George often wonders; since bees are absolutely necessary for much of our food production, what will be our future without bees? Another practice that he wonders about is that over the 68 years he has lived in the Greater Phoenix Area, almost all of the very rich agricultural land has been covered with cement and buildings as the area has grown. Where will our food come from?

And, do we have enough water to continue building lakes, swimming pools, golf courses, and landscaping on our urban areas the way that we are now doing? Even though the winter of 2004, the spring of 2005, and Jaunary of 2010 have been some of the wettest seasons we have ever had in our recorded history, we are still considered to be in a time of drought!

George hopes it will all work out. Only time will tell!

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Arizona has two major wildflower seasons every year; with the Spring Wildflower Season usually during March to May, and the Summer Wildflower Season from July through September. Then there is a blooming season for a few flowers, during the fall.

However, some wildflowers can usually be found at other times of the year . Depending upon local temperatures.

Rainfall has a lot to do with our wildflower season. In the Phoenix area, the driest weather is during May & June when an average of about 3 mm (0.1 in) of rainfall (precipitation) occurrs.

The abundance of wild flowers in the deserts of Arizona, in the spring, is largely determined by the amount of rainfall during the winter of the prior year and the early spring of the present year.

Generally speaking, the rainfall in the winter and early spring is created by an area of low pressure coming down from the Pacific Coast of Alaska along the Pacific Coast of the United States and then eastward across Arizona.

Then our rainfall during the monsoon period of late summer is created by an area of low pressure coming up north from Mexico or from the Pacific Coast along the Coast of South America, Central America, or Mexico; flowing north or northwest into Arizona.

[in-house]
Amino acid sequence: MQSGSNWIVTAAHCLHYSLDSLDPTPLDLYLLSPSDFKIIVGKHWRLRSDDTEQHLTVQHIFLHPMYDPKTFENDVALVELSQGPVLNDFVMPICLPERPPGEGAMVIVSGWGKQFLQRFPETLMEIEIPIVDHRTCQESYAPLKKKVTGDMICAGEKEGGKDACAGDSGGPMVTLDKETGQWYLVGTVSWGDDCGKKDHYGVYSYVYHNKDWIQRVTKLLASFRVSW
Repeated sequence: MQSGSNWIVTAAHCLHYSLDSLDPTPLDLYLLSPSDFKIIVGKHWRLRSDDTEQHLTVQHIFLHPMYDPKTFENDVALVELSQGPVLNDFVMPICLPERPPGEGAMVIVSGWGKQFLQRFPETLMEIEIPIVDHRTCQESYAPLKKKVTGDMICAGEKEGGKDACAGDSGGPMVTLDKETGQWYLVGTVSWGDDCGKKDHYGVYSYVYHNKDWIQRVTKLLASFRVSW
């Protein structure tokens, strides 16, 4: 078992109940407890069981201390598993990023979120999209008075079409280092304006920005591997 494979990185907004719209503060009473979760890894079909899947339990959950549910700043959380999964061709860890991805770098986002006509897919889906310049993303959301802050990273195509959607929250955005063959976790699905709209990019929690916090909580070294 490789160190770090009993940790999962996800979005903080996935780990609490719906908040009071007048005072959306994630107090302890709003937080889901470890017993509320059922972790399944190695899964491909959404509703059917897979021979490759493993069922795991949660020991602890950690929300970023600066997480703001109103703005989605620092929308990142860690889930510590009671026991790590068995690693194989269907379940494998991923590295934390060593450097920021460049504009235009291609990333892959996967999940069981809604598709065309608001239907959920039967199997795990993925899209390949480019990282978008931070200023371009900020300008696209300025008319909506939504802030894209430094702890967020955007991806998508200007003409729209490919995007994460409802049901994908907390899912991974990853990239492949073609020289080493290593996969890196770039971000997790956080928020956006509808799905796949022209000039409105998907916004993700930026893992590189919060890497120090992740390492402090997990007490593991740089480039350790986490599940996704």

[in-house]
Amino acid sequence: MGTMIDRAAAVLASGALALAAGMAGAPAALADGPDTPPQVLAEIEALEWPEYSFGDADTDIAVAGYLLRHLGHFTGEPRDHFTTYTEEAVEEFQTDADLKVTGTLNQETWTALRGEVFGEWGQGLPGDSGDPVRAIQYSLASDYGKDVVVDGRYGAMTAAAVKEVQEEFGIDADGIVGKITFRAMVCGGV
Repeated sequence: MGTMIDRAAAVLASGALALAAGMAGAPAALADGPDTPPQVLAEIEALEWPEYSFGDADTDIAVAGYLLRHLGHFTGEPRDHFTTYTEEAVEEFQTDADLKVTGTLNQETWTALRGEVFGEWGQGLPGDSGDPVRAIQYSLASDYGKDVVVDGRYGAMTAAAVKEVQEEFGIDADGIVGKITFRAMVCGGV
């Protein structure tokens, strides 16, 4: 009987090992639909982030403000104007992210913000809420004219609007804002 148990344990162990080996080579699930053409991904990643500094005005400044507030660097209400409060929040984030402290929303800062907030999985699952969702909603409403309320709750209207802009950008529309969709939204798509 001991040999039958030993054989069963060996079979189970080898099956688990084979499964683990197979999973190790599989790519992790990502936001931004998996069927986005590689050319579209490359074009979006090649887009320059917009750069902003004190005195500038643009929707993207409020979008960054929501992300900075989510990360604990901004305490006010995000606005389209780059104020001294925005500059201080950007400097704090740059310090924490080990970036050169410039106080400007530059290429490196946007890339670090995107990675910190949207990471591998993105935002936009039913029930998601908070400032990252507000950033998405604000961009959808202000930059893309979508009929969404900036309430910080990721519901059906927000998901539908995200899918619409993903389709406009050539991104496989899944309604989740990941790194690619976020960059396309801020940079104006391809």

These movements of moisture are strongly affected by movements of the ocean currents. Meteorologists call these ocean currents either El Niņo, or La Niņa, depending upon their causes.

El Niņo:

The rainfall in Arizona is very much affected by a band of warm ocean water that develops in the central and east-central equatorial Pacific (between approximately the International Date Line and 120°W), including off the Pacific coast of South America.

Another aspect of El Niņo; called the El Niņo Southern Oscillation, refers to the cycle of warm and cold temperatures, as measured by sea surface temperature, SST, of the tropical central and eastern Pacific Ocean. El Niņo is accompanied by high air pressure in the western Pacific and low air pressure in the eastern Pacific.

The cool phase of ENSO is called "La Niņa" with SST in the eastern Pacific below average and air pressures high in the eastern and low in western Pacific. The ENSO cycle, both El Niņo and La Niņa, causes global changes of both temperatures and rainfall

According to AccuWeather Senior Meteorologist Brett Anderson; This winter's El Niņo could be one of the strongest in the past 50 years. He says, "El Niņo has steadily strengthened over the past month and is now approaching strong category strength."

Anderson said. "El Niņo typically reaches its peak during the December through February period."

Anderson also said, "El Niņo has steadily strengthened over the past month and is now approaching strong category strength."


We will have an Above Average Blooming Season!

Based upon the reports of Mr. Anderson, we will have an above average wildflower bloom in 2016. It should be even better than the above average bloom we had in 2015.

You might recall, I predicted an above average bloom in 2015, and it was indeed above average.

Hopefully, we will also have a wet monsoon season in 2015, which may also improve the wildflower bloom in 2016.

Remember, several plants found in the early blooming, lower elevation, Sonoran Desert or Mohave Desert can be found blooming at later times in the other elevations of the Merrium Life Zones of Arizona. So, if you miss the blooming time of any of these plants, just wait 15-45 days and look for them at higher elevations. You probably will be able to see them!

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The following cities and organizations in the Valley Of The Sun or Phoenix Metropolitan Area are supporting Xeriscape (low water use) Landscaping and offer advice, booklets, and cash incentives worth several hundred dollars.

Chandler; 480-782-3580, Gilbert; 480-503-6098, Glendale; 623-930-3596, Goodyear; 623-932-1637, Mesa; 480-644-3306, Peoria; 623-773-7286, Phoenix; 602-261-8367, Scottsdale; 480-312-5650, Tempe; 480-350-2668, Arizona Municipal Water Users Association; 602-248-8482.

Click Here To See Free Arizona Sonoran Desert Plants Native Food Recipes.

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Honeybee Trailer Mesquite Comb Honey